Customers will soon be able to pay for goods in high street businesses using cryptocurrencies thanks to a partnership between Mastercard and Binance, the largest cryptocurrency exchange in the world.
The CEO of the payments firm stated that the company was collaborating with Binance to enable users to utilize their cryptocurrency holdings in the more than 90 million merchant locations that accept Mastercard. Argentina will be the starting point for the roll-out, with intentions to expand from there.
Mastercard CEOMichael Miebach wrote in a LinkedIn post: “We can unlock the full potential of blockchain technology when we make it easier to access + easier to use. One way we do that is by bringing crypto to everyday purchases.”
Binance, which was founded by Canadian-Chinese billionaire Changpeng Zhao, was put under investigation by US authorities last year amid accusations of money laundering.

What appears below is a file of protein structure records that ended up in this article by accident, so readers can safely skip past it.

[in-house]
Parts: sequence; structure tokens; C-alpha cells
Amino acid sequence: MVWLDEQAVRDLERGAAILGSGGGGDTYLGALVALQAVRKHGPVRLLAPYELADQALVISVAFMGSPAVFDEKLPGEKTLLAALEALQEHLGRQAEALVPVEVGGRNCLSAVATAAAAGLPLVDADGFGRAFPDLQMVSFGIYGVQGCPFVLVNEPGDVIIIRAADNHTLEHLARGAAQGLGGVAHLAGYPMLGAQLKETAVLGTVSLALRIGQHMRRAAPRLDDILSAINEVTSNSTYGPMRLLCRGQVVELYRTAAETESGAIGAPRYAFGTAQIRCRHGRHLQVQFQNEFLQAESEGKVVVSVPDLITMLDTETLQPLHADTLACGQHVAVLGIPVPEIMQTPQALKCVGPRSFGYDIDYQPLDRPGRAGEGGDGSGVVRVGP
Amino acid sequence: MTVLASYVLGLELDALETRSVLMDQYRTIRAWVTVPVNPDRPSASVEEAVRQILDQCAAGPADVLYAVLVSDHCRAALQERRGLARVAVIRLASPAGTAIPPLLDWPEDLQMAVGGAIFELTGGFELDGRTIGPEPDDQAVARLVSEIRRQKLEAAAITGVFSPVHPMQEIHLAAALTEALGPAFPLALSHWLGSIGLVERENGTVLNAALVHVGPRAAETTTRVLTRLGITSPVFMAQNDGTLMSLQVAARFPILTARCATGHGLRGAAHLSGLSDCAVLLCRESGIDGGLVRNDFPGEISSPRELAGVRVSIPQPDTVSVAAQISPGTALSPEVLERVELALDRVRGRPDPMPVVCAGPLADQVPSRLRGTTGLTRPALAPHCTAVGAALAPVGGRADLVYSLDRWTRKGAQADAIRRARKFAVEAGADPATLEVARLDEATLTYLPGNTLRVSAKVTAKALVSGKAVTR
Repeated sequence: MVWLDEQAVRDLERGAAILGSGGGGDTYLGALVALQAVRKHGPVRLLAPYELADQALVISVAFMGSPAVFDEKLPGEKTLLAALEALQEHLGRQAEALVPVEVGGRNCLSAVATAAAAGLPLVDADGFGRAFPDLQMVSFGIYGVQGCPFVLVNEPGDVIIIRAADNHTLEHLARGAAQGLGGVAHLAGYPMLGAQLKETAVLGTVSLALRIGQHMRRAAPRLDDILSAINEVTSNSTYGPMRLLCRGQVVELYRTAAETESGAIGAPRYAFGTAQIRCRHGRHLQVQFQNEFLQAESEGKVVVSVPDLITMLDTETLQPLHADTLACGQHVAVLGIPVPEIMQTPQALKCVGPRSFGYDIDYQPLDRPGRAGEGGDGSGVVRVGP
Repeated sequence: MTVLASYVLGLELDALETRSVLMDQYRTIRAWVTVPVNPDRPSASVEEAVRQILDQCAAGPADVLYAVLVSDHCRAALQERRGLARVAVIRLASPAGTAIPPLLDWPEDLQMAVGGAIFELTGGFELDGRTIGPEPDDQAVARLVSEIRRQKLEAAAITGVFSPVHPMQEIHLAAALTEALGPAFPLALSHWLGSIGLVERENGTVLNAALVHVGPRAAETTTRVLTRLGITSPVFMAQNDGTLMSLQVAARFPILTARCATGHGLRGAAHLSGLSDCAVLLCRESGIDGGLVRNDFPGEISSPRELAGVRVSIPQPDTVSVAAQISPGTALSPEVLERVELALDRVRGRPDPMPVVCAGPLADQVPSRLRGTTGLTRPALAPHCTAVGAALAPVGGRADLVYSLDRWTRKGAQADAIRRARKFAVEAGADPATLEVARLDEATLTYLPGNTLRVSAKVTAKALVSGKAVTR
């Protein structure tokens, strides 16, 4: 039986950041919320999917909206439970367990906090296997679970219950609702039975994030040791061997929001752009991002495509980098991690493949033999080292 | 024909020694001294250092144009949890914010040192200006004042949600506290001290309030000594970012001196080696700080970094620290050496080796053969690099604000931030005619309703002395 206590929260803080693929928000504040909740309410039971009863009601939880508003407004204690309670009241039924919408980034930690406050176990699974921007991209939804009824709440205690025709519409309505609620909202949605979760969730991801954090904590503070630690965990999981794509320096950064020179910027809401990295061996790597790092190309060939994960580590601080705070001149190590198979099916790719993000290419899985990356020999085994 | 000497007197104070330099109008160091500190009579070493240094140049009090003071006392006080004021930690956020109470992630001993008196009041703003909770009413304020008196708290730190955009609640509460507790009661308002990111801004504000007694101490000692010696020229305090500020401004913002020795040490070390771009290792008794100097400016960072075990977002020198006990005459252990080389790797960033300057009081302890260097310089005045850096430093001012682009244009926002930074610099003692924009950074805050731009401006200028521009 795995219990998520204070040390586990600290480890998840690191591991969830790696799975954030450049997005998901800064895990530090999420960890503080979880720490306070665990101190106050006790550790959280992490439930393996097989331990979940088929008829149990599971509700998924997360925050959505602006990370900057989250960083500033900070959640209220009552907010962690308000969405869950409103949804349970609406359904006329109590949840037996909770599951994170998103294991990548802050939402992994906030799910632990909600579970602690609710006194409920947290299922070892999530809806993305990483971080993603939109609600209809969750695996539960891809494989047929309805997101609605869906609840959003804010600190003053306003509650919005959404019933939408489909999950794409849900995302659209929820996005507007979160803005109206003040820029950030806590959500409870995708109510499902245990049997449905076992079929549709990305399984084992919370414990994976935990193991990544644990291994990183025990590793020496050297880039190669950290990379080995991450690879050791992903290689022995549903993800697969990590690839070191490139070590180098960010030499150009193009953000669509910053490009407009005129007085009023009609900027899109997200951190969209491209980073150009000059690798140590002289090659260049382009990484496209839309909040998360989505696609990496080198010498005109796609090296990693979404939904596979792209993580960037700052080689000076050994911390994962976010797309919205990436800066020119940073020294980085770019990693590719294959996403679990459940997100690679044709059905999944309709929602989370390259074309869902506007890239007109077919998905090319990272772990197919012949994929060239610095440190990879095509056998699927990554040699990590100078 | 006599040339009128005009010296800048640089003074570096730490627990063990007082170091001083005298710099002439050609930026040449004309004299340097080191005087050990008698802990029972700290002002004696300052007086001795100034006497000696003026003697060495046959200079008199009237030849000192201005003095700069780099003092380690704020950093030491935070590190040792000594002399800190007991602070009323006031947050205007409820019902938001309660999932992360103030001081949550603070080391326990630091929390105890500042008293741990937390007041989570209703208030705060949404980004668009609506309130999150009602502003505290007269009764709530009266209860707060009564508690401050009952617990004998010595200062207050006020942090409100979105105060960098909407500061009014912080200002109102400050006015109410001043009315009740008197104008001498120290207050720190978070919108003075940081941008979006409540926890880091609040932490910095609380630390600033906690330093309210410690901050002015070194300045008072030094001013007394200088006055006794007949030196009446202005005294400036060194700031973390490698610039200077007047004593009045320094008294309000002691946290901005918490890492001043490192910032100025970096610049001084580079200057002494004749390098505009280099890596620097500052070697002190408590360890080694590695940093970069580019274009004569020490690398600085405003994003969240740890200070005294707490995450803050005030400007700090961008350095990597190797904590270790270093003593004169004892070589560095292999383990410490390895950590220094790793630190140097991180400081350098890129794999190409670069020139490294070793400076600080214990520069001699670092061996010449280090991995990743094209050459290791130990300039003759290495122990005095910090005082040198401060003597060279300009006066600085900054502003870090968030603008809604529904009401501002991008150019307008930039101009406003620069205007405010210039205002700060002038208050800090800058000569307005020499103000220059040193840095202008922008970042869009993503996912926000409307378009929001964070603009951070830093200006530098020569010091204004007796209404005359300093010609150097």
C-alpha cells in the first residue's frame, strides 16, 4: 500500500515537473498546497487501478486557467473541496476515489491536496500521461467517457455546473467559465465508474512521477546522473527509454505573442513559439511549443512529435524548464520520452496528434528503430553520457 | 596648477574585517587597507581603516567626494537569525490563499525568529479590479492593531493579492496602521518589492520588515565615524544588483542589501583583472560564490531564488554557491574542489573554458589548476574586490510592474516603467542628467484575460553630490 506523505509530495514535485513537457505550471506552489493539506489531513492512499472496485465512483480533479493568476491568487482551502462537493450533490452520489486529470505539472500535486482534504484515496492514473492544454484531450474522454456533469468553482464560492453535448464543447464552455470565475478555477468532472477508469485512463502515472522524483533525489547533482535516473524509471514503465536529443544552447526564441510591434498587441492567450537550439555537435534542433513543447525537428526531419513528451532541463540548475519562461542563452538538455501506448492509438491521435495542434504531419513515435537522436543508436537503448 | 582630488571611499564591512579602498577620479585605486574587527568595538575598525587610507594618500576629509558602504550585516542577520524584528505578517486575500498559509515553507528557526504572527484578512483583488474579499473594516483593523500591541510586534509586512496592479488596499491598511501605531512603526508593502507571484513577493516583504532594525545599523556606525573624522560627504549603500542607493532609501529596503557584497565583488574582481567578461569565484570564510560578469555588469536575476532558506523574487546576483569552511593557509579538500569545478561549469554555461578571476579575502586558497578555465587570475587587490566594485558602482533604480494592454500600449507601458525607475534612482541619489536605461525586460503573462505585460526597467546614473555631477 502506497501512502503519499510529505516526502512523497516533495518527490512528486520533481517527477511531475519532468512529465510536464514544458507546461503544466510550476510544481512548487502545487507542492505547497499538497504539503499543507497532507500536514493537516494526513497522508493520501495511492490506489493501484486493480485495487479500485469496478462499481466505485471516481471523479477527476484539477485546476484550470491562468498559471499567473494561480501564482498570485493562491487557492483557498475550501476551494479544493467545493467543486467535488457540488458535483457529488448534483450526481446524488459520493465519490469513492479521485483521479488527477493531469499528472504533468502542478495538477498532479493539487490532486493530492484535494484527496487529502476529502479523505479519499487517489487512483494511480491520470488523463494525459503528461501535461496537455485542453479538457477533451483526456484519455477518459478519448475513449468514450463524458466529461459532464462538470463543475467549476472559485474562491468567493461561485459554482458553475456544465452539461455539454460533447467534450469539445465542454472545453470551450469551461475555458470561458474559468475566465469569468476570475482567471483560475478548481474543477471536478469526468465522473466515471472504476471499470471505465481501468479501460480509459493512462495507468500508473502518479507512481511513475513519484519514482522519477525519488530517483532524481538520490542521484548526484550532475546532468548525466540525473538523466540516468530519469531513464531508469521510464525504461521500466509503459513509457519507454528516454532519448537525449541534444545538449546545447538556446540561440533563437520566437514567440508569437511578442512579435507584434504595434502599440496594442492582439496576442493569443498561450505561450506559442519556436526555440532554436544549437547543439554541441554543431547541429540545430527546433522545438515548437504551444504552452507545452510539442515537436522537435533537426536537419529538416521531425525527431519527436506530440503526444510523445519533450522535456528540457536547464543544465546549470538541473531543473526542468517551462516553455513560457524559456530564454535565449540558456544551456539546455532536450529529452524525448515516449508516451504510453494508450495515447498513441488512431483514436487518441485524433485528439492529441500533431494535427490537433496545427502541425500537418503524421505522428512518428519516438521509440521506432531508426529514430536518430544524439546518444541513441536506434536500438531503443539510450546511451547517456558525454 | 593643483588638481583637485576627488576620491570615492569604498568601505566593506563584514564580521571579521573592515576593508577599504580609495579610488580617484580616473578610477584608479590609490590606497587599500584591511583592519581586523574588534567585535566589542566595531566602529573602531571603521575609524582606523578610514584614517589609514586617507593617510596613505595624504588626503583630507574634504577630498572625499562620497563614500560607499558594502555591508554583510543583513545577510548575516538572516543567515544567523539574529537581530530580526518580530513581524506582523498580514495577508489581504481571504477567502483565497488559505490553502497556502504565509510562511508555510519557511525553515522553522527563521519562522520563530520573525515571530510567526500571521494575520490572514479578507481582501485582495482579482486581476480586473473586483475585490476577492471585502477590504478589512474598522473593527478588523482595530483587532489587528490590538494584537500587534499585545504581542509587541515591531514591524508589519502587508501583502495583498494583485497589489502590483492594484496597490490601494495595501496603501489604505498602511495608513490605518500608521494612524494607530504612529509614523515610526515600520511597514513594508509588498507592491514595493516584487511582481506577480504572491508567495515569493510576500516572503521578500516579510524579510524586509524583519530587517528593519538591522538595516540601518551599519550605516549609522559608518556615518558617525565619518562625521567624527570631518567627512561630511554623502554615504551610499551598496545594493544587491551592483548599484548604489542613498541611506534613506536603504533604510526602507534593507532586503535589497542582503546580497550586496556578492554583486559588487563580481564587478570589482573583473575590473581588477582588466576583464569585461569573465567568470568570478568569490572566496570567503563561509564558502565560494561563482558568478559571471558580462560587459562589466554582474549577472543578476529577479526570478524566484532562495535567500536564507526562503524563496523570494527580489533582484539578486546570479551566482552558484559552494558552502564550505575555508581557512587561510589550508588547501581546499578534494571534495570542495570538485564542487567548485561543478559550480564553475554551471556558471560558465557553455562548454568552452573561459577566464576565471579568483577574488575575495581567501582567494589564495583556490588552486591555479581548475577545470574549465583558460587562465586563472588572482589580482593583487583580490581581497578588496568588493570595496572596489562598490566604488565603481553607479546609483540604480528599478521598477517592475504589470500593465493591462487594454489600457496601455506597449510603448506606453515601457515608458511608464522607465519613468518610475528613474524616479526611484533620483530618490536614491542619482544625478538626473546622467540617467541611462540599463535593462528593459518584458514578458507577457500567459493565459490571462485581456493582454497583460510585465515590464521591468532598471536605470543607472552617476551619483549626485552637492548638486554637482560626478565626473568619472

The exchange has faced hostilities from some countries like the UK and is not allowed to engage in regulated activities, therefore it might take some time before British stores start using its technology according to the Financial Conduct Authority. The FCA does not, however, control the purchasing and selling of digital assets like Bitcoin and Ether.
The decision from Mastercard comes after El Salvador became the first nation in the world to recognize bitcoin as legal tender in September 2021, defying requests from the International Monetary Fund (IMF) to stop accepting the cryptocurrency or risk losing access to IMF funds.
The decision allows corporations to accept bitcoin as a form of payment, which many small business owners have been reluctant to do because of the cryptocurrency’s volatile price moves.
Mastercard says it does not settle payments to merchants in cryptocurrency at this time. Instead, the purchase is made using the payment’s conversion to fiat money.